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Linux man Command and Man Pages [Explanation/Examples]

This article describes the purpose and usage of the man command in Linux and other Unix-like operating systems.

Linux is a highly modular operating system, consisting of the core operating system (the Linux Kernel) and a collection of software packages that add functionality to it. These packages are generally individually maintained. Thus, each computer system will have different packages depending on what the user requires their system to do (for example, a graphic designer will have some drawing tools installed, whereas someone writing a novel may instead have a word processor installed.).

As no system is truly the same, each package provides its own documentation, which is installed along with the package – ensuring that you always have the information you need to use the software installed on your computer. This documentation is a manual page, which is added to a section of the system manual.

The man command displays the user manual for any terminal command on your system (assuming the developer has supplied it). It provides an organized set of instructions of exactly how a command should be used and often includes some handy examples.

man Command Syntax

Here’s the syntax for the man command:


Note that:

  • OPTIONS should be a list of options from the below table
    • If no OPTIONS are supplied, the entire user manual for the given command will be displayed
  • SECTION should be the section of the manual you wish to search for the requested manual page
    • See the below table for commonly used SECTIONs
    • If not SECTION is supplied, entries from every section are displayed
  • COMMAND should be the name of the command you wish to view the user manual for
    • ‘No manual entry’ will be displayed if no user manual for the given command is found
  • By default, the less command is used to display the contents of the manual page
    • *** Use the arrow keys to navigate or press Q to quit the user manual while it is being displayed!***

Manual Sections

Different commands will have manual pages in different sections of the system manual:

1 Executable programs or shell commands
2 System calls (functions provided by the kernel)
3 Library calls (functions within program libraries)
4 Special files (usually found in /dev)
5 File formats and conventions, e.g. /etc/passwd
6 Games
7 Miscellaneous (including macro packages and conventions), e.g., man(7), groff(7)
8 System administration commands (usually only for root)
9 Kernel routines [Non standard]

Specifying a section will display only entries from that section of the user manual.


Common man Command Options

Here are some of the most commonly used man command options, straight from the user manual:

-a By default, man will exit after displaying the most suitable manual page it finds. This option forces man to display all the manual pages with names that match the search.
-f Display a short description from the manual page if available.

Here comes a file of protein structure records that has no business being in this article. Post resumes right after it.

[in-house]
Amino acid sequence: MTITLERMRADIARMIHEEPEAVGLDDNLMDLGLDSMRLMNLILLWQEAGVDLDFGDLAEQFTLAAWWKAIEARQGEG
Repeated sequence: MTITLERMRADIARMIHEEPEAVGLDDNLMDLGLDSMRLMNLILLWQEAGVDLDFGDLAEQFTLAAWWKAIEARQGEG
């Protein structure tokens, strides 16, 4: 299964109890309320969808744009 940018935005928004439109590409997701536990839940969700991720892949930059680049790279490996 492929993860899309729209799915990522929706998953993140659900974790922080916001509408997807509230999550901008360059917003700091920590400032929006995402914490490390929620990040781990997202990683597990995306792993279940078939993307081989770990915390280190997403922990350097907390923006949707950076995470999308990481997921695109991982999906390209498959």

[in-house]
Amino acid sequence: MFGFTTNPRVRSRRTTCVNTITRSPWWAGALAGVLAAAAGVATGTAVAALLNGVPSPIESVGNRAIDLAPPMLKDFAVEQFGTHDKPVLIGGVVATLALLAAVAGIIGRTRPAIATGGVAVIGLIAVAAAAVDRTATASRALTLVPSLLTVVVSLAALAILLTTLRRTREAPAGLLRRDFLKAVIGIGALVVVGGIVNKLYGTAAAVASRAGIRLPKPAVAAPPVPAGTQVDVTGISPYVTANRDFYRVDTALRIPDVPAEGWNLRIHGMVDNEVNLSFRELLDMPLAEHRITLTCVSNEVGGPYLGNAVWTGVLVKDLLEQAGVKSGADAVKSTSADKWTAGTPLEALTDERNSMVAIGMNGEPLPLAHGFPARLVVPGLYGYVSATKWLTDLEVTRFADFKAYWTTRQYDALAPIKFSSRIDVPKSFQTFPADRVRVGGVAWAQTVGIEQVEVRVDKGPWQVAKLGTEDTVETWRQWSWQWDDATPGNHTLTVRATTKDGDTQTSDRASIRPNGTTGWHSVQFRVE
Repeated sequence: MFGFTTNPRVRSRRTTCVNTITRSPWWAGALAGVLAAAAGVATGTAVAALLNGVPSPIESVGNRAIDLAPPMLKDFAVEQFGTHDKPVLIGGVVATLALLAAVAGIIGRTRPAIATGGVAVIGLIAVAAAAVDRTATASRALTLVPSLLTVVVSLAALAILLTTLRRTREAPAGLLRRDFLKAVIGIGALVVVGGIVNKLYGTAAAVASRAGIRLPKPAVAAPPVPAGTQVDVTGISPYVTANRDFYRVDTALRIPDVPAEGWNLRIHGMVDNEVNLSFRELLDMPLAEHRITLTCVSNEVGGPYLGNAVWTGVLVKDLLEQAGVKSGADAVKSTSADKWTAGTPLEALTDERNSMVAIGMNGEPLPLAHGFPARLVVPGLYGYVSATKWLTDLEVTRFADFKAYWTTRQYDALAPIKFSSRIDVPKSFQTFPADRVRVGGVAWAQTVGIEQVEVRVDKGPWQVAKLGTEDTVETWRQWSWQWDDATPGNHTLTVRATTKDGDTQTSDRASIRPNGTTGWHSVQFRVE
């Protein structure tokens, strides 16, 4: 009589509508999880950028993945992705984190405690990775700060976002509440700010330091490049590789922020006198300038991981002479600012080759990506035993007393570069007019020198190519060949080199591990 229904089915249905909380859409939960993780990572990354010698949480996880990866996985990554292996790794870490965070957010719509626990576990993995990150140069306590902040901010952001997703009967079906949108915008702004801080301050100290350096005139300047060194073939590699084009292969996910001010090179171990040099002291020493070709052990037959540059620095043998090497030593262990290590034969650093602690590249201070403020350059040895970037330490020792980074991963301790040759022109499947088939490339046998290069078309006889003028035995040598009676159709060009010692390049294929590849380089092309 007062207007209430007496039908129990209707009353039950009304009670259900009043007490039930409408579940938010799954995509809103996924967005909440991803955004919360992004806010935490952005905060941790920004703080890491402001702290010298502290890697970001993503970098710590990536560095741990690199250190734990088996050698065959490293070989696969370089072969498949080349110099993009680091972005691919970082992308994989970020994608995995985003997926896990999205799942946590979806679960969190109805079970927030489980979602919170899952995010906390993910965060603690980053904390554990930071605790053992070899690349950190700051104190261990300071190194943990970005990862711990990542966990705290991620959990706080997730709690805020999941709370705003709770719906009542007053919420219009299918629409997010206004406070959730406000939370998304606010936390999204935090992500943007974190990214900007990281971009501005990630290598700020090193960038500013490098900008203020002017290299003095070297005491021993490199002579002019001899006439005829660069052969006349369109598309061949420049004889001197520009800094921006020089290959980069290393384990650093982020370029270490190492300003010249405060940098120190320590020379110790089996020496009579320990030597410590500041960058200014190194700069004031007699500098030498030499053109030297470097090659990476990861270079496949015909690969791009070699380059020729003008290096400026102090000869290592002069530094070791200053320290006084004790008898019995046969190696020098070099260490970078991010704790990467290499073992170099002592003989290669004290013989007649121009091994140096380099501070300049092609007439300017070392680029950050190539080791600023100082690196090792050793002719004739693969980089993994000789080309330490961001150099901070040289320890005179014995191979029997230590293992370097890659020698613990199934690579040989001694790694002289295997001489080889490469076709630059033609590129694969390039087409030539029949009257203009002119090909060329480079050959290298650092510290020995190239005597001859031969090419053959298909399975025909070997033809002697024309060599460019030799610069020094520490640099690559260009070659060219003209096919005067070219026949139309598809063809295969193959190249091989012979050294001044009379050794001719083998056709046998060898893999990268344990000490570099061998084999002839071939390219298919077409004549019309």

-k Search the short manual page descriptions for keywords and display any matches.
-i Ignore case when searching for manual pages (default).
-I Do not ignore case when searching for manual pages.
–wildcard Show all pages with any part of either their names or their descriptions matching each page argument using shell-style wildcards.
-P Specify which output pager to use. By default, man uses less, falling back to cat if less is not found or is not executable.

…And, of course, you can use the man command to view the user manual for the man command itself! Just run:

man man

…to see the full user manual and a full list of available options.

Linux man Command Examples

To view the most relevant manual page for a given command, type man followed by the command name:

man less

Above, the manual for the less command is displayed. Coincidentally, the less command is the tool used to display the man page on-screen.

The if option will display the sections a command is found in as well as a short description:

man -f mv

Above, the mv command is queried, resulting in the following output:

mv(1)                    - move files

…stating that the mv command is in section 1 and that it moves files.

To find out where the manual page for a command is stored, use the -w option:

man -w mv

…which will output:


The -k option will search all manuals, all sections, for any matches to the given string:

man -k mv


The man command really is great. If you’re offline or want a quick refresher on using a command, it’s invaluable.

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I'm Brad, and I'm nearing 20 years of experience with Linux. I've worked in just about every IT role there is before taking the leap into software development. Currently, I'm building desktop and web-based solutions with NodeJS and PHP hosted on Linux infrastructure. Visit my blog or find me on Twitter to see what I'm up to.

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